What Should You Do When Your Key Snaps Off in the Lock?

The average front door lock has 12 (if not more) different components, all working in harmony with each other. However, it's impossible for you to operate these components if your key has snapped off in the lock.

Extracting the Key Yourself

There are a number of hacks that claim to allow you to extract a broken key from a lock. It's unwise to use any of the methods involving glue (applying a small amount to a toothpick and then inserting it into the lock to gently prise the key out). Unless done with the utmost precision, you can very easily seal the lock with glue. If you have access to small (needle nose) pliers, you may be able to grasp the exposed end of the key fragment to rotate it, opening the lock. Your chances of success depend on how much of the key fragment is extending out from the lock (and if you have a pair of pliers in your vehicle or a pair that can be quickly borrowed from a neighbour).

Not a Complicated Problem

Locksmiths regularly have to deal with keys that have broken off in their locks, so it's not a complicated problem for them to solve. It's the quickest and easiest way to move forward, and it may be the only option if you're not able to access the necessary tools to extract the key yourself (and pliers should be the only tool you try to use; don't be tempted to improvise). Every second feels like an eternity when you're on your doorstep, unable to get inside your own home, so simply contact an emergency locksmith who can be instantly dispatched to you.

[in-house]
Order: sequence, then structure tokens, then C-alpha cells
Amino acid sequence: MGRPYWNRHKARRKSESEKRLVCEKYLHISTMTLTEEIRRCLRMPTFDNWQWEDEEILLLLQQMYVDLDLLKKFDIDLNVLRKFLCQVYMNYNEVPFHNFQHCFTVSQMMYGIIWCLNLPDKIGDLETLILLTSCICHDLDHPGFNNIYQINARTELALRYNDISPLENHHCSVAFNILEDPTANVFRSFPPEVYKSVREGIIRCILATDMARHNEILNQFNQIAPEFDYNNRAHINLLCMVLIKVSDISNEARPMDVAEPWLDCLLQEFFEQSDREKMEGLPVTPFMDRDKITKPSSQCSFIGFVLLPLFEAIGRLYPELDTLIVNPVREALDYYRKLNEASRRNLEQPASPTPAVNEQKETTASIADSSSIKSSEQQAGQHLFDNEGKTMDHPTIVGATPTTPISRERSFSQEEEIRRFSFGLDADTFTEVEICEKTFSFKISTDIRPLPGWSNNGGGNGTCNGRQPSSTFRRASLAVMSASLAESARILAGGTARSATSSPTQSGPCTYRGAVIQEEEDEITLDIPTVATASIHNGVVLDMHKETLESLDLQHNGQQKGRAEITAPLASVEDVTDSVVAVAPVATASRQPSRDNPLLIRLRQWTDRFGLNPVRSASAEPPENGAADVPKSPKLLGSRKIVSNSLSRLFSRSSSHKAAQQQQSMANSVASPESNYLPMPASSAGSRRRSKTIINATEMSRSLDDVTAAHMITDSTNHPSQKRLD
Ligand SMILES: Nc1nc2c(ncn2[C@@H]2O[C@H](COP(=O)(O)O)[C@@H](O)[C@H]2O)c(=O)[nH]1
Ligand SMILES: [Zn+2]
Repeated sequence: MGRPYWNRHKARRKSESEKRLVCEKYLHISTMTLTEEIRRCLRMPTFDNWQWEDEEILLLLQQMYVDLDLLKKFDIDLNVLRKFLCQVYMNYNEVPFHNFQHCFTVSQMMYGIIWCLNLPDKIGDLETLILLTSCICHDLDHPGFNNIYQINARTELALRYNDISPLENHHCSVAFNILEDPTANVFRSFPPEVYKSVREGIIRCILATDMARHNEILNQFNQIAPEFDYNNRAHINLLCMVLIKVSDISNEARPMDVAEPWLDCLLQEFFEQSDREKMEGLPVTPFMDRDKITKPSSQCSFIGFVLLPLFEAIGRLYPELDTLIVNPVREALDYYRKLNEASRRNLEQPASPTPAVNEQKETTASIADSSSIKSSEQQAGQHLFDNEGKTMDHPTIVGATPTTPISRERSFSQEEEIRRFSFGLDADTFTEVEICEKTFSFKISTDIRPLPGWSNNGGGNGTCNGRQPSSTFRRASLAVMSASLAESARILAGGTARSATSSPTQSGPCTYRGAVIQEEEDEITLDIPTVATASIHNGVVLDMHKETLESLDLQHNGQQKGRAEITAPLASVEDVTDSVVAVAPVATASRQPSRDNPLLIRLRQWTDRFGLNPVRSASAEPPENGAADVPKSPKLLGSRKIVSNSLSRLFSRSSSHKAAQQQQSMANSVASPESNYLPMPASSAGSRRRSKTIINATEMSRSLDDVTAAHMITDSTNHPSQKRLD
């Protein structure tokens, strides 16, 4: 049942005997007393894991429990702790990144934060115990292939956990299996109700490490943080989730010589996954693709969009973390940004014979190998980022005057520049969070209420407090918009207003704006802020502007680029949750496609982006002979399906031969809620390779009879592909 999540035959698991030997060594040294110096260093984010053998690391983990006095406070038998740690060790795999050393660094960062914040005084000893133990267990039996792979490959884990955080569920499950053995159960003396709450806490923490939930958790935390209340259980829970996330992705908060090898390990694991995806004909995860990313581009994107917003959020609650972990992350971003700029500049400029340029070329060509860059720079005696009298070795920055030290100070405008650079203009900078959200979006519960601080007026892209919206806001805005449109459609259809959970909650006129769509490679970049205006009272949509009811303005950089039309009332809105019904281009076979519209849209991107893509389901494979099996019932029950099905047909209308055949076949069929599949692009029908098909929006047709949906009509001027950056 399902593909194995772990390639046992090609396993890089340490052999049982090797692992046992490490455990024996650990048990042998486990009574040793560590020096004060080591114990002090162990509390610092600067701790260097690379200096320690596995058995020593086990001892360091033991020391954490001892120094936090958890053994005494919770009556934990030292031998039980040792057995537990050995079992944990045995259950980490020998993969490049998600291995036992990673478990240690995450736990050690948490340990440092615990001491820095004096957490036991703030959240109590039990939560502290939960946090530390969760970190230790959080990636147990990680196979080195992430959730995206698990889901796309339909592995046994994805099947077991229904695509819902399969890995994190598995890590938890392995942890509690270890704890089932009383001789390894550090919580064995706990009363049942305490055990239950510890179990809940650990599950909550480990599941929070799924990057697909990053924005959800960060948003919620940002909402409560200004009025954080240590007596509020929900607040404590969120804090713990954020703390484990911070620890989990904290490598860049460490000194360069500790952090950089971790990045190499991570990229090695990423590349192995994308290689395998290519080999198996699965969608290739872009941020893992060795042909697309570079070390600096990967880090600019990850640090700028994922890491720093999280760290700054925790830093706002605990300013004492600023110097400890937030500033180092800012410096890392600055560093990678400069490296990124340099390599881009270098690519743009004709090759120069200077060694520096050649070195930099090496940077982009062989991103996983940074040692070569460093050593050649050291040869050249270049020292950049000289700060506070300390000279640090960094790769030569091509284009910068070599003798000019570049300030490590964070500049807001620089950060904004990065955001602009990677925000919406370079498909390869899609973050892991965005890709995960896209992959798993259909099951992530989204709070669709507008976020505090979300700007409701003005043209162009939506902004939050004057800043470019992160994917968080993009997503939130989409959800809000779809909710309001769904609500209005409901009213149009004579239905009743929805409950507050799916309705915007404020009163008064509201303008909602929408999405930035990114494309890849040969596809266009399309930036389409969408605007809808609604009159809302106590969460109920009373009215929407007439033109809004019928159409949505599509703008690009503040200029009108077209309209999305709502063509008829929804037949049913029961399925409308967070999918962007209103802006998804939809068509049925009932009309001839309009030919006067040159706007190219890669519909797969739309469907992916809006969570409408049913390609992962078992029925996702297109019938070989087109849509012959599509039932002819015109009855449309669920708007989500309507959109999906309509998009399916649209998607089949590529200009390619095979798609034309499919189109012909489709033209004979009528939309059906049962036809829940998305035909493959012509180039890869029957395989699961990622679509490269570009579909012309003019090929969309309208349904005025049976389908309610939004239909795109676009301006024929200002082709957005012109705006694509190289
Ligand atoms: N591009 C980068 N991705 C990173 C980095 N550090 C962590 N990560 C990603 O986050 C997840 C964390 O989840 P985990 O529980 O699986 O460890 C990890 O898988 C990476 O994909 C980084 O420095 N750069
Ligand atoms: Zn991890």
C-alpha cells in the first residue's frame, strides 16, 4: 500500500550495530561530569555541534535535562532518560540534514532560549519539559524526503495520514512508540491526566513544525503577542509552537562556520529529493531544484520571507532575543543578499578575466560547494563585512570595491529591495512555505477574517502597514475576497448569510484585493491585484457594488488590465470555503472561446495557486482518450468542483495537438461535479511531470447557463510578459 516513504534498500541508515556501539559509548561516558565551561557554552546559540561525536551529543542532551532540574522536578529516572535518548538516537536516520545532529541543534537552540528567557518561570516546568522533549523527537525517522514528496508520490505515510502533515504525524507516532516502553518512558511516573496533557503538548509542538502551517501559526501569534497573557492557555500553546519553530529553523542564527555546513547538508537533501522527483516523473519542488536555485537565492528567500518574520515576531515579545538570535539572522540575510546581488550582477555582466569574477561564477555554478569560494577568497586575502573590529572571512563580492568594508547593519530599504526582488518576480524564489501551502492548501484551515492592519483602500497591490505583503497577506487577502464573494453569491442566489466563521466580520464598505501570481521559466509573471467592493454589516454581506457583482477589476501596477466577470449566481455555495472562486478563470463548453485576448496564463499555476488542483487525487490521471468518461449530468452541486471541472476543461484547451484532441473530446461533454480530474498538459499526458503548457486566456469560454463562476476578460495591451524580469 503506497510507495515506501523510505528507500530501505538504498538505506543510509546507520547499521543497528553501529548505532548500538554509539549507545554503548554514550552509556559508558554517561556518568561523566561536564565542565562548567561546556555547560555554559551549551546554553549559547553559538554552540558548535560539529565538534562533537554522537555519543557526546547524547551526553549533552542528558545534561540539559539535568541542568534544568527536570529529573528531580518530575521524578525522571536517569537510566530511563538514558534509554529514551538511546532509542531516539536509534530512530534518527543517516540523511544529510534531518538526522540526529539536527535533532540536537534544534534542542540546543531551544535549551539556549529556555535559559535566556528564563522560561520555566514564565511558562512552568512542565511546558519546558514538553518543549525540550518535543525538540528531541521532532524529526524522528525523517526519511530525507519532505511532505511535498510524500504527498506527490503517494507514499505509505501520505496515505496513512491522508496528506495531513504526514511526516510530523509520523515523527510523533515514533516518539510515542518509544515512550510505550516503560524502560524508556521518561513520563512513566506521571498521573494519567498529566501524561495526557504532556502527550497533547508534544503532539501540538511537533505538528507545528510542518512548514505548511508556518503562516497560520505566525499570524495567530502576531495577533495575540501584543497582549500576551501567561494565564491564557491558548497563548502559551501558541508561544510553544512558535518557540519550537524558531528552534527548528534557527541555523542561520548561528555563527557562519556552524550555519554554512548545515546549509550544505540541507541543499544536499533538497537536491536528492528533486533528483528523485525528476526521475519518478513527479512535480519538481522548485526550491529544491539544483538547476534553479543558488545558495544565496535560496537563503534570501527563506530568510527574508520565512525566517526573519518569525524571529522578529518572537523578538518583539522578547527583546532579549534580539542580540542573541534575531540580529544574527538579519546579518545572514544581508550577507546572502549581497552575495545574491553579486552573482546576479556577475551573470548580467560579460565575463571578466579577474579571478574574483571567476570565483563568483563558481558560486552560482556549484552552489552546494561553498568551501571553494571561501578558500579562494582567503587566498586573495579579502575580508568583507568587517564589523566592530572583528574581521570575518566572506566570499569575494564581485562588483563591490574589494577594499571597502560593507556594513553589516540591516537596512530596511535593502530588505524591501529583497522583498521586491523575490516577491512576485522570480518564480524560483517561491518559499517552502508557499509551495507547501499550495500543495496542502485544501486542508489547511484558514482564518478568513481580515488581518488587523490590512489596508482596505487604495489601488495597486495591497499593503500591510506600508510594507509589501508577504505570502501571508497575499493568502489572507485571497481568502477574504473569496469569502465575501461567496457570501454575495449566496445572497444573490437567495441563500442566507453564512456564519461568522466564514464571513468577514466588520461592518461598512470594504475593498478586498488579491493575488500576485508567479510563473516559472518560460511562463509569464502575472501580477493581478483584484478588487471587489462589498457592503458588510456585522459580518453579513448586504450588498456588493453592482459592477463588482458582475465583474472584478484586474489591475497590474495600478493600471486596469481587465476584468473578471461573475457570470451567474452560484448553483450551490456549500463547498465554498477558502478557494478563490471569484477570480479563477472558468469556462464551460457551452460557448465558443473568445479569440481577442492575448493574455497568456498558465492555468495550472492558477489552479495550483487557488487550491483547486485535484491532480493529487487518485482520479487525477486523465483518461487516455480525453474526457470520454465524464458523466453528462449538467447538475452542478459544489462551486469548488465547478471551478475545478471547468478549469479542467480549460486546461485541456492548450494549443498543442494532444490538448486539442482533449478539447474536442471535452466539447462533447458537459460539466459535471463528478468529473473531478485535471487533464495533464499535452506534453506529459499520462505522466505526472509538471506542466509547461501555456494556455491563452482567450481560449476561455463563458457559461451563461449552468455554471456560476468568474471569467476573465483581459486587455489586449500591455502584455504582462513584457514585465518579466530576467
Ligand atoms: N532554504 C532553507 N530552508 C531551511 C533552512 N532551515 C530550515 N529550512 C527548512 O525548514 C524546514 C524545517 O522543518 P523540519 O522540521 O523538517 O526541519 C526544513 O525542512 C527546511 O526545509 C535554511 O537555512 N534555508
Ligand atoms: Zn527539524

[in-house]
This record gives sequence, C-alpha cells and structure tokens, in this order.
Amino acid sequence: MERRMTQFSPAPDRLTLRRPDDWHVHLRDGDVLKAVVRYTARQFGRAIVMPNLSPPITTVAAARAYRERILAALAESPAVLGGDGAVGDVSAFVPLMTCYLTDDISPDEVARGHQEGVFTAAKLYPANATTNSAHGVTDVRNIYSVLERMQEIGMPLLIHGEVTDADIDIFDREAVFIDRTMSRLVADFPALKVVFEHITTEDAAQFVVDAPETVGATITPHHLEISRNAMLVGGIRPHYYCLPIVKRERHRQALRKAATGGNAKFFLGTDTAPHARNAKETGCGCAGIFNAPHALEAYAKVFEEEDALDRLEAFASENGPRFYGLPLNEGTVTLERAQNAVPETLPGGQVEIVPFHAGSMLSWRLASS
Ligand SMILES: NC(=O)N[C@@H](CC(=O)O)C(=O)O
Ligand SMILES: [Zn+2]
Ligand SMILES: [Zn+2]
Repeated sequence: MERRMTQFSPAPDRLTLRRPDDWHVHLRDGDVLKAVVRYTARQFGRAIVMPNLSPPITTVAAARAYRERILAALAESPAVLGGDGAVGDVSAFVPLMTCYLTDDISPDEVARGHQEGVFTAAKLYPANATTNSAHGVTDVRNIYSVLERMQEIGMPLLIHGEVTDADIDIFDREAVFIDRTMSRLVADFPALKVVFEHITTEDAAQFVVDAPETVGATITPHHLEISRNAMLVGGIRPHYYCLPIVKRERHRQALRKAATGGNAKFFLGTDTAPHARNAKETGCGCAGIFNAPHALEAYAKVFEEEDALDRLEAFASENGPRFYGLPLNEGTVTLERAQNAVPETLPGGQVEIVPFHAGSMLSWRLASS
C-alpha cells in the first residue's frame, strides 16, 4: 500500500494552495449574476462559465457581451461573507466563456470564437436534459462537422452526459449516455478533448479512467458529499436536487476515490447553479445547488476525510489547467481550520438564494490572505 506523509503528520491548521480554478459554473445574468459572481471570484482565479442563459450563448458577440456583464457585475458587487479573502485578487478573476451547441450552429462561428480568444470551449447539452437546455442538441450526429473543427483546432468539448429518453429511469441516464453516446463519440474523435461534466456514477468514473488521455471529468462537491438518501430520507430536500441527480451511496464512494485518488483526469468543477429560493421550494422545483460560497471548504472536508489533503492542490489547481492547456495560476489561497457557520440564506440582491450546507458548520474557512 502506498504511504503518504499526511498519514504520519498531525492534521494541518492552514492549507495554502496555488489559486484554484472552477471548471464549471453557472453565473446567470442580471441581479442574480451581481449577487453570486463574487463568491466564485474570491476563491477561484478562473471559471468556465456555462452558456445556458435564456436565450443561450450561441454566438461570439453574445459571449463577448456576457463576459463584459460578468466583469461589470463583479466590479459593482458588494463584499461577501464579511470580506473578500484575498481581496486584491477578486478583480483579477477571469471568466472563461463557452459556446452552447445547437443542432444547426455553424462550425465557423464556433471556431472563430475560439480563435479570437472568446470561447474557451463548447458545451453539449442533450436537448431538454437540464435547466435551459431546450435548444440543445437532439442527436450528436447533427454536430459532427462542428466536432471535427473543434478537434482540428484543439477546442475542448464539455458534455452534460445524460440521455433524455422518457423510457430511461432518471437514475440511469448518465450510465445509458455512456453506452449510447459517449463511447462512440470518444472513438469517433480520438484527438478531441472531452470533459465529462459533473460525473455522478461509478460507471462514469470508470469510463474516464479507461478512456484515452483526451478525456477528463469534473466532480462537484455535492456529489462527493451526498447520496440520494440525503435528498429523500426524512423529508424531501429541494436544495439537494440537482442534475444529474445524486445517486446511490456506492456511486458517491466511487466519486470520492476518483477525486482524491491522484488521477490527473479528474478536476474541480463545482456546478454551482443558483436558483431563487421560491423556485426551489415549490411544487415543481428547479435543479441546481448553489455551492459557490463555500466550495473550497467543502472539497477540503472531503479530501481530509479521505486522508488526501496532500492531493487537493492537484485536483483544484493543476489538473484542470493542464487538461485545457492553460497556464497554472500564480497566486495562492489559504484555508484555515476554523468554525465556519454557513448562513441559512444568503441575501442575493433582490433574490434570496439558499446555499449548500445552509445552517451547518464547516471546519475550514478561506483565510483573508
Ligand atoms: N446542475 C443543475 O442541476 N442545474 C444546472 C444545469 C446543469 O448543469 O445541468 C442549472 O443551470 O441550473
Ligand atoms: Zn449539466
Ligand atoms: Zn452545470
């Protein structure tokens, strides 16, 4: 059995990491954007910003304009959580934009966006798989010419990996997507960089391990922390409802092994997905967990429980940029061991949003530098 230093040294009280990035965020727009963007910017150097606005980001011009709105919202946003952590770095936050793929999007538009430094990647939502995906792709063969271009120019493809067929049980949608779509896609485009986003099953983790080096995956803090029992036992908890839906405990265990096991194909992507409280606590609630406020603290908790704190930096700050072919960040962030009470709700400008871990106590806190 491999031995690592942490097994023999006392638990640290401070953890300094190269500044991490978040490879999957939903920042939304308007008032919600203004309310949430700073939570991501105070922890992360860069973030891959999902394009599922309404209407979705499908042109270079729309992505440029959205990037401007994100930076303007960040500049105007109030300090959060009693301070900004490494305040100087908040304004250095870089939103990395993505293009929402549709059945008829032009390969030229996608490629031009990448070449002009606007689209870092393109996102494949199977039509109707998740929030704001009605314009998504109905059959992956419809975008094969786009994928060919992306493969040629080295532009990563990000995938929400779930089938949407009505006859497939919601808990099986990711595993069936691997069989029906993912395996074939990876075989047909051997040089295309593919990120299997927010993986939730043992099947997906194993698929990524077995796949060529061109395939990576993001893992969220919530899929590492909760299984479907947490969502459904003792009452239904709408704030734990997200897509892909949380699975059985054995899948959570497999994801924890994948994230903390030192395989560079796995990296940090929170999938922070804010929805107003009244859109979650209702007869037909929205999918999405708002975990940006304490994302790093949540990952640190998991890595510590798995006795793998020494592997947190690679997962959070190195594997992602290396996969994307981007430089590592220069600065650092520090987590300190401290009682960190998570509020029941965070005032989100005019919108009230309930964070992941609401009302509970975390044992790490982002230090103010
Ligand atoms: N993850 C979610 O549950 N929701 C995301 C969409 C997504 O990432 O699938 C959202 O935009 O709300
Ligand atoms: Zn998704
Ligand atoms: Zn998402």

The Lock

The locksmith will simply extract the broken key from your lock. The lock itself probably didn't play much of a role in the problem, but it will be given a quick inspection to ensure it's in good working order. It won't be disassembled unless there's no other way to remove the broken key — which isn't likely and indicates a failure with one of the lock's other components, such as the cylinder's spring-loaded pins trapping the shaft of the key. 

Your New Key

A new key will be required, and this can be cut onsite while you wait. If you're concerned about experiencing this problem again, you might want to request a stronger key. Most keys are made of brass or a brass alloy (containing nickel), but stainless steel keys, which are stronger and generally more durable, are available. 

A broken key is a minor problem that can cause a major inconvenience. If you have access to pliers, you can try to remove the key fragment. If not, it's quicker to call out a locksmith.